CAMBRIDGE, Mass. (JTA) — Talking about death makes some people uncomfortable. Of course, we think we should talk about it. Ninety percent of Americans surveyed said it’s really important that we talk with our loved ones about our wishes for the kind of care we would like at end of life. Yet fewer than 30 percent of us have actually had these conversations.
There remains a yawning gap at the end of life between what we hope for ourselves and our loved ones, and the reality of what is happening.
What’s the gap? Well, 70 percent of us hope for the deathbed scenario that may be familiar to your imagination: at home, pain-free and peaceful, surrounded by loved ones.
But in reality, 70 percent of us are dying in hospitals and nursing homes, many after spending 10 days in an ICU undergoing invasive, sometimes painful, often expensive and futile interventions. Interventions that many may have chosen to forego if they had had meaningful conversations with their loved ones and health care providers along the way about their wishes.
Unfortunately, too many of us wait until it’s too late because we think it is too soon to bring up the topic. But when we delay, we risk leaving our loved ones in the dark to make decisions for us that they feel ill equipped to make. I’ve heard people say that they just wish they had had their mother’s or their father’s voice in their heads, saying what mattered most, so they could ground their answers to urgent questions from doctors in the Intensive Care Unit about “What should we do now?”
What is in our way? Is our fear really so great? Do inherited superstitions hold so much sway? I have heard otherwise rational people confess to thinking that if we talk about dying, it might happen sooner. Others say it just feels weird or that it is awkward to bring it up with your closest friends and family.
There are, no doubt, barriers to having conversations about the possibility that we may not always be in control. That is why I am grateful that congregations across America are taking up The Conversation Project on the invitation to teach and preach about the importance of talking about our wishes for end-of-life care during our faith engagement campaign, Conversation Sabbath, Nov. 11-20.
At Conversation Sabbath, people gather to celebrate and worship in churches and synagogues and temples — with a twist: This time they courageously welcome encouragement from their spiritual leaders and support from one another to reflect on what matters most at the end of life.
Using the “power of the pulpit,” clergy are uniquely positioned to change our cultural aversion to talking about the reality of our mortality. They will ground their messages in scripture and stories, ethics and anecdotes to encourage having crucial conversations about wishes for end-of-life care away from a hospital and in familiar settings like their congregations. Talking about our wishes matters, and it can start being a normalized conversation when we begin talking around our tables and not waiting until there is a medical crisis.
At the Conversation Project, we don’t think it’s a morbid conversation. If you ever saw our team working together, you might be surprised by the laughter, by the joy we find in our work. We see the life-affirming effect these crucial conversations are having on all the people in a circle of care. When we start talking about what might matter most to us at the end of life, we are sharing more than our thoughts and concerns about medical treatments. We are sharing who we are, who and what we love, what we value about living, and what legacy we hope to leave our loved ones and our communities.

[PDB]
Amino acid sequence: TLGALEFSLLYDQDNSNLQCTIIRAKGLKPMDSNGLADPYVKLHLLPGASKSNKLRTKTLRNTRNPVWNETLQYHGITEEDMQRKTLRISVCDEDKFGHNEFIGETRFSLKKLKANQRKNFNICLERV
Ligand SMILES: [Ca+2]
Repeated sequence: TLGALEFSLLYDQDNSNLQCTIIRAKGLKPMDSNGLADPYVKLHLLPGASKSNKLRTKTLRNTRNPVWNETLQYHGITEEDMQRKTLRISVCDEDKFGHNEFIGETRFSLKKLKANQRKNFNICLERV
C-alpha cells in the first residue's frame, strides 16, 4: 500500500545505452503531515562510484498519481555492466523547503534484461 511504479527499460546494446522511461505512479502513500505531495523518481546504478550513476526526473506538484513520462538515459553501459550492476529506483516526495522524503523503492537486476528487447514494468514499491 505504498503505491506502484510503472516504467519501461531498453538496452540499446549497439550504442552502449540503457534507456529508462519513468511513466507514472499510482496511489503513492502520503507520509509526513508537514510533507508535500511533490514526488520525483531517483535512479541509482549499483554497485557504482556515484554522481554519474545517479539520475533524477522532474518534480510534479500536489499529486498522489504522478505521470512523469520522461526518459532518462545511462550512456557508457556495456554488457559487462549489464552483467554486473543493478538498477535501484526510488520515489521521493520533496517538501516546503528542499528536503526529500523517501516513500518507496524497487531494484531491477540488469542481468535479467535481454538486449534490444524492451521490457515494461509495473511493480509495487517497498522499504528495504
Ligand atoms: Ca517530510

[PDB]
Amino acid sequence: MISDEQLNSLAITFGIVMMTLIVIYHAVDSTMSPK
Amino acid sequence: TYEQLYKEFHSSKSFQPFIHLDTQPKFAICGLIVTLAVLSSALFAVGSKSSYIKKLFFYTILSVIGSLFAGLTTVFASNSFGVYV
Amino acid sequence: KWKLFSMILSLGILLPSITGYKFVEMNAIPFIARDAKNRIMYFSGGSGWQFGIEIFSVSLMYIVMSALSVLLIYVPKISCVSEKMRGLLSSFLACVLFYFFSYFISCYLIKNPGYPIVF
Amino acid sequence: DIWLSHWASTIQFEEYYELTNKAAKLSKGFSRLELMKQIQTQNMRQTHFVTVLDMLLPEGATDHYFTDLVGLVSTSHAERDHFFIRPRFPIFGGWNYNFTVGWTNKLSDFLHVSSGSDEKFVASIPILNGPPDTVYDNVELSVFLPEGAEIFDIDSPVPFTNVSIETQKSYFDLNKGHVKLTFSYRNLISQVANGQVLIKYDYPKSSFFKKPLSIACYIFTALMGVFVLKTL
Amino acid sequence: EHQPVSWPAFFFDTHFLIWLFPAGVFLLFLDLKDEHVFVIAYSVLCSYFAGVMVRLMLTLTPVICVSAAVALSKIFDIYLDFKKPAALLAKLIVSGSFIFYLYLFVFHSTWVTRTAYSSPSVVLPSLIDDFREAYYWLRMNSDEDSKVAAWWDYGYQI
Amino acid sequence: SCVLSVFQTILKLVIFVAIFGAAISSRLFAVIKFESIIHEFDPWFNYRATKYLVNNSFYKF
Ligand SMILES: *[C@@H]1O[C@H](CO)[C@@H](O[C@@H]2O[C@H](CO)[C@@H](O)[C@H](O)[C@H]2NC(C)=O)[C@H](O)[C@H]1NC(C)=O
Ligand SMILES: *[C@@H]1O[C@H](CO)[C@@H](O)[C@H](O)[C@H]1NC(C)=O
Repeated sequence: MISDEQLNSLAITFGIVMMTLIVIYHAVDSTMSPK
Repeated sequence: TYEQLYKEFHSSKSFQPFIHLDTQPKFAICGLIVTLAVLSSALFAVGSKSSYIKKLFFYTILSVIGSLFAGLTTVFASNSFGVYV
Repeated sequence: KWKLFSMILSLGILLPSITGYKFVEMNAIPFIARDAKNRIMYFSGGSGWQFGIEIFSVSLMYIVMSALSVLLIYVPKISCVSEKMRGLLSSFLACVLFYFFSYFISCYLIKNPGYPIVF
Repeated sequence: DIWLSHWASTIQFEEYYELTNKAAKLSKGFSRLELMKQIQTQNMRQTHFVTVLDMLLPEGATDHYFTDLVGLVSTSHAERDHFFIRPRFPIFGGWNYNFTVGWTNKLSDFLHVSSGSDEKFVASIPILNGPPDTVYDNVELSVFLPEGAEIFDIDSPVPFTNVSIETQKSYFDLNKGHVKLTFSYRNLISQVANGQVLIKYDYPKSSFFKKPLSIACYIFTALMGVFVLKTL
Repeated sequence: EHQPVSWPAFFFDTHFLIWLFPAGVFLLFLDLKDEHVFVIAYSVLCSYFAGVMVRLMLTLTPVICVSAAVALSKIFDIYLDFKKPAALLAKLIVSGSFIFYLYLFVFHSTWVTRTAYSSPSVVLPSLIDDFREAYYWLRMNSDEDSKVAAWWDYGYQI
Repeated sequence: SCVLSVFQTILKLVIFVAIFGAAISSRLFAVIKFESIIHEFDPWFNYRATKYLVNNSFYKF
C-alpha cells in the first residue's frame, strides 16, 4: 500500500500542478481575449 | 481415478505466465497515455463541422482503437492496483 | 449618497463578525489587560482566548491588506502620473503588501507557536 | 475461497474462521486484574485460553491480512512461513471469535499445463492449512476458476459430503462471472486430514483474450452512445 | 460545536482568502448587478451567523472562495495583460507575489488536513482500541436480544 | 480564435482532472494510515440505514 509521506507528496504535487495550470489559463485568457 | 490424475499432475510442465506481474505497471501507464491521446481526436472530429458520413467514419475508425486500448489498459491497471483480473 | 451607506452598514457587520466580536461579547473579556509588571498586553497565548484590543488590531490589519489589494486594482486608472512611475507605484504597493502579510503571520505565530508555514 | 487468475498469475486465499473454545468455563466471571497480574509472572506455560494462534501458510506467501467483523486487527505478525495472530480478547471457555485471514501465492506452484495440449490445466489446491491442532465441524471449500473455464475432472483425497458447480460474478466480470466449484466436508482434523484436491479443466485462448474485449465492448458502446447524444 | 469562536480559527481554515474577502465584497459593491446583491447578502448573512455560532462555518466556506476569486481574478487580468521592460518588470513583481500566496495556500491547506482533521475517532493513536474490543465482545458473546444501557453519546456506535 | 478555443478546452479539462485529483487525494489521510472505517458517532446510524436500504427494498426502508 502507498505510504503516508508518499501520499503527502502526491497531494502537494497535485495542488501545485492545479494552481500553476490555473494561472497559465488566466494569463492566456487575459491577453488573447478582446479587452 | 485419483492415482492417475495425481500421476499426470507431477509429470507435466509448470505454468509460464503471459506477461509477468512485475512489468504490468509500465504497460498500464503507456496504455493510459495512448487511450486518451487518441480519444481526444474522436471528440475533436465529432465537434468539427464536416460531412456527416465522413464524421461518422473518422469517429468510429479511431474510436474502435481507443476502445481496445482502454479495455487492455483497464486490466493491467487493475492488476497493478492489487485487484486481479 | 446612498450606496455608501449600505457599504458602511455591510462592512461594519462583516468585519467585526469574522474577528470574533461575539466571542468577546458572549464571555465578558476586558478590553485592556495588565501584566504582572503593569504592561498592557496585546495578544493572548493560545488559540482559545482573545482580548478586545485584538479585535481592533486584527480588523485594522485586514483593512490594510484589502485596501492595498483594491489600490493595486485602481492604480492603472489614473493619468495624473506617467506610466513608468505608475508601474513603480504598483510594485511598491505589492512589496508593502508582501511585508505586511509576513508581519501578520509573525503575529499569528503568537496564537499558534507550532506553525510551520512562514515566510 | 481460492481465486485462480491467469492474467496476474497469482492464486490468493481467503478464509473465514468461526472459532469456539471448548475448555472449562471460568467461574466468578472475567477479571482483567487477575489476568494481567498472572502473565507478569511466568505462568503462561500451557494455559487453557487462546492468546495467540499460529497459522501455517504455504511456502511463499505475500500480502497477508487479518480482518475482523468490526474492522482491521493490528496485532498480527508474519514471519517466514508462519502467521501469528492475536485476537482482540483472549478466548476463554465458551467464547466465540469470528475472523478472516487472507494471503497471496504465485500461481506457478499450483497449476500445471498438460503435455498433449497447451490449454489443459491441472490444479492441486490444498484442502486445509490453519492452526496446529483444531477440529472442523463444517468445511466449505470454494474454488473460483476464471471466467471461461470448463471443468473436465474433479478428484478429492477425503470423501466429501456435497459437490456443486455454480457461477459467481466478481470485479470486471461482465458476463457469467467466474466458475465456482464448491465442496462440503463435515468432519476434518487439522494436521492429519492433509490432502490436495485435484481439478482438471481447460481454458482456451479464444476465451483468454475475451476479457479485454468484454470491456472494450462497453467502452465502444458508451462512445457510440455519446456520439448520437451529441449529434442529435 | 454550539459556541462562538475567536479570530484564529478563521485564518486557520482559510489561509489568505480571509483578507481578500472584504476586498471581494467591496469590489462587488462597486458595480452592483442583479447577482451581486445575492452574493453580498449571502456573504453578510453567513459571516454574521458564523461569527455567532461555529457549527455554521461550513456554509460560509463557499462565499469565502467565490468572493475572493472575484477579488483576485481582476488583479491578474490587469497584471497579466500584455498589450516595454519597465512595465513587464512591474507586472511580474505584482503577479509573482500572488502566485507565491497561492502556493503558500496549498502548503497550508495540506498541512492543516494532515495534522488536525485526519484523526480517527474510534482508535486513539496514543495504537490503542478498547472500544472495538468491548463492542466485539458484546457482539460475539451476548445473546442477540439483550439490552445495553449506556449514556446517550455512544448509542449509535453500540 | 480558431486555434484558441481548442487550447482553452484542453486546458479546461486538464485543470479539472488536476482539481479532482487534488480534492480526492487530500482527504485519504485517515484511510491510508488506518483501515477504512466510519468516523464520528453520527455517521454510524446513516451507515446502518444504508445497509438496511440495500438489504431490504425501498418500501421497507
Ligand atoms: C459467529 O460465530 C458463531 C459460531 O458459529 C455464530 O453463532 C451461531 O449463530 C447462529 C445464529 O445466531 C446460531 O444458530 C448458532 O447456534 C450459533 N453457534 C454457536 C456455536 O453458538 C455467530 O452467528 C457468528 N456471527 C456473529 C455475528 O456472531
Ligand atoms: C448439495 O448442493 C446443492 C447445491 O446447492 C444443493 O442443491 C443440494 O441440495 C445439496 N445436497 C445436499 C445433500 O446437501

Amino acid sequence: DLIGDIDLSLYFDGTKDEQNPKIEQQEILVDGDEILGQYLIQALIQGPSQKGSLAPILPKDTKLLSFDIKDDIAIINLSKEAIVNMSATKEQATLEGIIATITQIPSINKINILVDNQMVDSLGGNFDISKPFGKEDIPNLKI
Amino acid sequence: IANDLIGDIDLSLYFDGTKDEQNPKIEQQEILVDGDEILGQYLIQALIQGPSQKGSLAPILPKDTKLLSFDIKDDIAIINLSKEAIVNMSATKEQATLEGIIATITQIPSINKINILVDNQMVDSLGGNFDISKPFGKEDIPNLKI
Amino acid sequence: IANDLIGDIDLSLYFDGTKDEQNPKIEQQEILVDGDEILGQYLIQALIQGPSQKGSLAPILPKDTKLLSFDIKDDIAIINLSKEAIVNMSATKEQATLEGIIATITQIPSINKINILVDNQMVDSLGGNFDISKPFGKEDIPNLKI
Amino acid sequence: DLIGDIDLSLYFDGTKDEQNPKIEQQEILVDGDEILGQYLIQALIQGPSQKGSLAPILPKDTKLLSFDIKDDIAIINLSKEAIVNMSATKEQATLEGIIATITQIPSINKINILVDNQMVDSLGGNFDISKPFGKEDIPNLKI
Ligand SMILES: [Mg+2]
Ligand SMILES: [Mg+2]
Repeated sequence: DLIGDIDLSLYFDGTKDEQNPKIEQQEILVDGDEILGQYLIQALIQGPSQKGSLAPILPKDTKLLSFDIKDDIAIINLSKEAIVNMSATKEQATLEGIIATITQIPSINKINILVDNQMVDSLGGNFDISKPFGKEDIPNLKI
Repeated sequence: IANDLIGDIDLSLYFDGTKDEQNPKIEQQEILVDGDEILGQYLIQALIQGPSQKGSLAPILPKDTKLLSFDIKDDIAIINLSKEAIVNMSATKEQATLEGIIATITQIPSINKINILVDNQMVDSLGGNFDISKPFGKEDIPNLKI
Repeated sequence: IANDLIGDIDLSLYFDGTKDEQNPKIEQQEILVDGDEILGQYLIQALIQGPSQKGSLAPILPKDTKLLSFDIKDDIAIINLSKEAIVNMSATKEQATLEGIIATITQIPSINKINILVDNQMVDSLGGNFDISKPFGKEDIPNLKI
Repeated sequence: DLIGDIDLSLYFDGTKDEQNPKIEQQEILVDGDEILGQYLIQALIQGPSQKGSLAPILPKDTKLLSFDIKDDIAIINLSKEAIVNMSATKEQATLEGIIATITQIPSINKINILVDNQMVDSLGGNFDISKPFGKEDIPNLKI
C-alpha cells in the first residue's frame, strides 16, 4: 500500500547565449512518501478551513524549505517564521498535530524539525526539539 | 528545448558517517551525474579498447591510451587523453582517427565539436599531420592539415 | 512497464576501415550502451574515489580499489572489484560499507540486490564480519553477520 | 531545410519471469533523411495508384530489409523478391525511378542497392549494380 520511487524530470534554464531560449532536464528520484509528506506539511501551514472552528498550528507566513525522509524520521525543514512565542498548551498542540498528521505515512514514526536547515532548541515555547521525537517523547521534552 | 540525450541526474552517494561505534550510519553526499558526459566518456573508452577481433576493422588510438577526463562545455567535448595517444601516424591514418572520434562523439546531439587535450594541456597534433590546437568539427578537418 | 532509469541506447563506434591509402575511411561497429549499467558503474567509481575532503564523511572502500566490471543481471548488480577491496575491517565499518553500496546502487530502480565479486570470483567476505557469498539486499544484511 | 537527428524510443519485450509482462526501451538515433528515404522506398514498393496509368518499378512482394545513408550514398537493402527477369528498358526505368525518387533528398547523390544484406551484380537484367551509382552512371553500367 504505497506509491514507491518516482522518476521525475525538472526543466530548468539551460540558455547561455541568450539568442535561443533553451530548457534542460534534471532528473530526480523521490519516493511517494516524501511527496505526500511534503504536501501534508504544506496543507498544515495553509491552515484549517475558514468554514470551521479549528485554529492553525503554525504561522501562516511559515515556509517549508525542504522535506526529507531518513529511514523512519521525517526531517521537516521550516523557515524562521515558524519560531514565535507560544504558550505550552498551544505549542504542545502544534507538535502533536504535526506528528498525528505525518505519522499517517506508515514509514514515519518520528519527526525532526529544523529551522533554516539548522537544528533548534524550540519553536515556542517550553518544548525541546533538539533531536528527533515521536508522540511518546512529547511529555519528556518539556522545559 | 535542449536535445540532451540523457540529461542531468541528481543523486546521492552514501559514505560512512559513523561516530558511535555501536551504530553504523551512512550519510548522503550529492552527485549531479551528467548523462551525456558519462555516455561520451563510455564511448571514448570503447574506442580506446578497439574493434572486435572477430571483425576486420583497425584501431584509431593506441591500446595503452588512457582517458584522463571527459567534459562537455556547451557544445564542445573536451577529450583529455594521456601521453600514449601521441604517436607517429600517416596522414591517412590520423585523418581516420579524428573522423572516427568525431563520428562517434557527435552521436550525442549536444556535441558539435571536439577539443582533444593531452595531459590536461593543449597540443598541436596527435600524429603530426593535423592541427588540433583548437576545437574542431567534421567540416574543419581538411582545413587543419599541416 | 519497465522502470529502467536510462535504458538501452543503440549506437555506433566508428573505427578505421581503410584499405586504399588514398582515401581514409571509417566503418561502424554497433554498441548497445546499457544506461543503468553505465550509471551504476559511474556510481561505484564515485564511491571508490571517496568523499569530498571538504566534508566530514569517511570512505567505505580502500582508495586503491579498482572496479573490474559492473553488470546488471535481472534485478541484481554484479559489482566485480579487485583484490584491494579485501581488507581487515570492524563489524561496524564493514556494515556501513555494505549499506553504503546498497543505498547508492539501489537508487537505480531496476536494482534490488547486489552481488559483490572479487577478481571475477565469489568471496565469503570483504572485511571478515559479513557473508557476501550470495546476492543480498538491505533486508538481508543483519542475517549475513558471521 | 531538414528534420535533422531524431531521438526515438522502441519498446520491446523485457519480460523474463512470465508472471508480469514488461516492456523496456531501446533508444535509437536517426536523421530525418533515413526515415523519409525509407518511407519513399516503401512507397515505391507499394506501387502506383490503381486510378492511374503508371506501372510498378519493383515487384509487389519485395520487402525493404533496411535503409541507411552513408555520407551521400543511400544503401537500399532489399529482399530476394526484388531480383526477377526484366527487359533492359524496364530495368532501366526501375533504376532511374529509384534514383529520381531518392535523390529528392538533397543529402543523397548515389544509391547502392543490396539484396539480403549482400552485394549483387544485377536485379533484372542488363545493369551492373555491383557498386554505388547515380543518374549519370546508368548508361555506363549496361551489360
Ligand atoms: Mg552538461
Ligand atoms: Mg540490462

I’m not saying it’s never sad. No amount of talking will take away the sadness of losing a beloved. However, if our loved ones know of our wishes, they can spend our last days savoring how we have lived, not worrying about how they think we would want to die.
Talking together, cultivating a subtle day-to-day awareness of our mortality, is a deeply spiritual practice. It’s a practice that nourishes a sense of awe and joy and gratitude for this one, unique, amazing life we have been given.
There is no cure for mortality. But there is the possibility that our aging and our dying can be blessed with a kind of healing wholeness when we restore these human events to their place in the sacred cycle of life.
We need courage and compassion to contemplate this mortal existence if we are to extract the blessings available in the intimate and essential conversations we need to be starting in the comfort of our homes and houses of worship.
The gift of accepting finitude, should we be willing to unpack it from the bubble wrap of avoidance and fear, is one that will give us more life right now. It allows us to leave this life not merely having visited this world, but having lived fully by having the best day possible each day. In the face of being mortal, let us bless one another with the gift of compassionate conversations. Through this gift, we leave a legacy that will be a blessing for generations.
(The Rev. Rosemary Lloyd, BSN, MDiv, a former nurse and Unitarian Universalist minister, is the director and adviser to faith communities for The Conversation Project Institute for Healthcare Improvement.)